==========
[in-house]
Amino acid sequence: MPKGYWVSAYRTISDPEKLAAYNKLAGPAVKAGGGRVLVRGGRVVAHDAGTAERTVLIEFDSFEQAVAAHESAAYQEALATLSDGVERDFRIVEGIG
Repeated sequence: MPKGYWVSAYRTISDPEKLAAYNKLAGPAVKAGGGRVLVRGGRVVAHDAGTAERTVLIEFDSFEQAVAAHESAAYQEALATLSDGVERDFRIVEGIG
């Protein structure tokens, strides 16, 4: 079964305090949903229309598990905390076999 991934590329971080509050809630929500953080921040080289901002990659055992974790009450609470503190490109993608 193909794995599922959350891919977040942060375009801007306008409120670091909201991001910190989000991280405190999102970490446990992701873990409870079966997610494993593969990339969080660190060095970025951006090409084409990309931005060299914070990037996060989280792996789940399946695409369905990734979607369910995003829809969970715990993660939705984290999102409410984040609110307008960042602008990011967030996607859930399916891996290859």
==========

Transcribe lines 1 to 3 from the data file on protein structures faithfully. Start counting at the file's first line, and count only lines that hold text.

[in-house]
Amino acid sequence: MPKGYWVSAYRTISDPEKLAAYNKLAGPAVKAGGGRVLVRGGRVVAHDAGTAERTVLIEFDSFEQAVAAHESAAYQEALATLSDGVERDFRIVEGIG
Repeated sequence: MPKGYWVSAYRTISDPEKLAAYNKLAGPAVKAGGGRVLVRGGRVVAHDAGTAERTVLIEFDSFEQAVAAHESAAYQEALATLSDGVERDFRIVEGIG